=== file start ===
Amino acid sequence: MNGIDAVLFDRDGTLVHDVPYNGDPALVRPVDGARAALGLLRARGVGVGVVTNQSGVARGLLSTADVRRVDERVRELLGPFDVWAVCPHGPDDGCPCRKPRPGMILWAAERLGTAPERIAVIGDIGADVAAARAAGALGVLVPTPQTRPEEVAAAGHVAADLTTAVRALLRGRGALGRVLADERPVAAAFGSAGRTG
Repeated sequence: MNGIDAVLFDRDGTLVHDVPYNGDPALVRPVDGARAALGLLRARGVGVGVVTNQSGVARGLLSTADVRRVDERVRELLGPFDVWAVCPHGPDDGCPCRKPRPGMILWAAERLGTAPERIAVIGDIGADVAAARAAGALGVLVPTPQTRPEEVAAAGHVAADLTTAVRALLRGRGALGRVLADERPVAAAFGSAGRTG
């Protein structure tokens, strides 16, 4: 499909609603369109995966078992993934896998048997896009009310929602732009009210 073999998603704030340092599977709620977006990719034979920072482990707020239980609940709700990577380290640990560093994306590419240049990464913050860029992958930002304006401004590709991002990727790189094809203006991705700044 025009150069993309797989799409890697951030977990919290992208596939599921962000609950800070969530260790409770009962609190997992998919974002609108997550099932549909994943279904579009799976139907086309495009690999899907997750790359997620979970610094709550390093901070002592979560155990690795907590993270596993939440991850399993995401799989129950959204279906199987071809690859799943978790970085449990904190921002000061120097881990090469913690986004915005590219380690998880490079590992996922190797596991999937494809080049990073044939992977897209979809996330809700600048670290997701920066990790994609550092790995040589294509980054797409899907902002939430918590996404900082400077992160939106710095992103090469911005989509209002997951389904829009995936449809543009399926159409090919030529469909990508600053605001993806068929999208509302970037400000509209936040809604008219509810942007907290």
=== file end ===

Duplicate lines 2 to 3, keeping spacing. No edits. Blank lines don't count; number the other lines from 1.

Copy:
Repeated sequence: MNGIDAVLFDRDGTLVHDVPYNGDPALVRPVDGARAALGLLRARGVGVGVVTNQSGVARGLLSTADVRRVDERVRELLGPFDVWAVCPHGPDDGCPCRKPRPGMILWAAERLGTAPERIAVIGDIGADVAAARAAGALGVLVPTPQTRPEEVAAAGHVAADLTTAVRALLRGRGALGRVLADERPVAAAFGSAGRTG
């Protein structure tokens, strides 16, 4: 499909609603369109995966078992993934896998048997896009009310929602732009009210 073999998603704030340092599977709620977006990719034979920072482990707020239980609940709700990577380290640990560093994306590419240049990464913050860029992958930002304006401004590709991002990727790189094809203006991705700044 025009150069993309797989799409890697951030977990919290992208596939599921962000609950800070969530260790409770009962609190997992998919974002609108997550099932549909994943279904579009799976139907086309495009690999899907997750790359997620979970610094709550390093901070002592979560155990690795907590993270596993939440991850399993995401799989129950959204279906199987071809690859799943978790970085449990904190921002000061120097881990090469913690986004915005590219380690998880490079590992996922190797596991999937494809080049990073044939992977897209979809996330809700600048670290997701920066990790994609550092790995040589294509980054797409899907902002939430918590996404900082400077992160939106710095992103090469911005989509209002997951389904829009995936449809543009399926159409090919030529469909990508600053605001993806068929999208509302970037400000509209936040809604008219509810942007907290």